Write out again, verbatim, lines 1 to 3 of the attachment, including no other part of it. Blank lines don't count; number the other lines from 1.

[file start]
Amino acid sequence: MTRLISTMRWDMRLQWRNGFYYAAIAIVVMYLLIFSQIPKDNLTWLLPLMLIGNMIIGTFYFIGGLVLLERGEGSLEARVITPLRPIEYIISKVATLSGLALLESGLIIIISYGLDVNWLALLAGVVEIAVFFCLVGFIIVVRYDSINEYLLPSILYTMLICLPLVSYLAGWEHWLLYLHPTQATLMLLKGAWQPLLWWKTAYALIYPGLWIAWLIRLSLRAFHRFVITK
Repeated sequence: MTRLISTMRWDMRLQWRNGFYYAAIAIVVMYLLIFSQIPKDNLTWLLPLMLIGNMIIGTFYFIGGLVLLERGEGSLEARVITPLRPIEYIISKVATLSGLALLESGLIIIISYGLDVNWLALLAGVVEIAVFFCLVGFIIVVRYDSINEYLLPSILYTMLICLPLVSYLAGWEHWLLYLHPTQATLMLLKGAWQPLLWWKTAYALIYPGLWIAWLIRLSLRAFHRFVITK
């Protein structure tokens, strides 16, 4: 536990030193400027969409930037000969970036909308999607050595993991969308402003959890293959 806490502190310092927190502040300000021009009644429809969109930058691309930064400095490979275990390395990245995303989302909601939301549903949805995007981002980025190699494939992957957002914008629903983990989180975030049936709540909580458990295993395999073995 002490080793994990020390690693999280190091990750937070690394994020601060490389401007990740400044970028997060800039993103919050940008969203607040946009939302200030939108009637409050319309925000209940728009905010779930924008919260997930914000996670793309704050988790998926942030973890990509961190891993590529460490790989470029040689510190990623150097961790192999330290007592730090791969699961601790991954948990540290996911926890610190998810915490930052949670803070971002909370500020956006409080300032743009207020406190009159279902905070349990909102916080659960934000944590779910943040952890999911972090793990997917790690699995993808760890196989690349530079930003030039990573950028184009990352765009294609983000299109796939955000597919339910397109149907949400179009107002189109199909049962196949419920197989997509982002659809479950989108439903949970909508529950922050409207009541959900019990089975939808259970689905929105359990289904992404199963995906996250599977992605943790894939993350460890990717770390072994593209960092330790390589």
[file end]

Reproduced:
Amino acid sequence: MTRLISTMRWDMRLQWRNGFYYAAIAIVVMYLLIFSQIPKDNLTWLLPLMLIGNMIIGTFYFIGGLVLLERGEGSLEARVITPLRPIEYIISKVATLSGLALLESGLIIIISYGLDVNWLALLAGVVEIAVFFCLVGFIIVVRYDSINEYLLPSILYTMLICLPLVSYLAGWEHWLLYLHPTQATLMLLKGAWQPLLWWKTAYALIYPGLWIAWLIRLSLRAFHRFVITK
Repeated sequence: MTRLISTMRWDMRLQWRNGFYYAAIAIVVMYLLIFSQIPKDNLTWLLPLMLIGNMIIGTFYFIGGLVLLERGEGSLEARVITPLRPIEYIISKVATLSGLALLESGLIIIISYGLDVNWLALLAGVVEIAVFFCLVGFIIVVRYDSINEYLLPSILYTMLICLPLVSYLAGWEHWLLYLHPTQATLMLLKGAWQPLLWWKTAYALIYPGLWIAWLIRLSLRAFHRFVITK
């Protein structure tokens, strides 16, 4: 536990030193400027969409930037000969970036909308999607050595993991969308402003959890293959 806490502190310092927190502040300000021009009644429809969109930058691309930064400095490979275990390395990245995303989302909601939301549903949805995007981002980025190699494939992957957002914008629903983990989180975030049936709540909580458990295993395999073995 002490080793994990020390690693999280190091990750937070690394994020601060490389401007990740400044970028997060800039993103919050940008969203607040946009939302200030939108009637409050319309925000209940728009905010779930924008919260997930914000996670793309704050988790998926942030973890990509961190891993590529460490790989470029040689510190990623150097961790192999330290007592730090791969699961601790991954948990540290996911926890610190998810915490930052949670803070971002909370500020956006409080300032743009207020406190009159279902905070349990909102916080659960934000944590779910943040952890999911972090793990997917790690699995993808760890196989690349530079930003030039990573950028184009990352765009294609983000299109796939955000597919339910397109149907949400179009107002189109199909049962196949419920197989997509982002659809479950989108439903949970909508529950922050409207009541959900019990089975939808259970689905929105359990289904992404199963995906996250599977992605943790894939993350460890990717770390072994593209960092330790390589």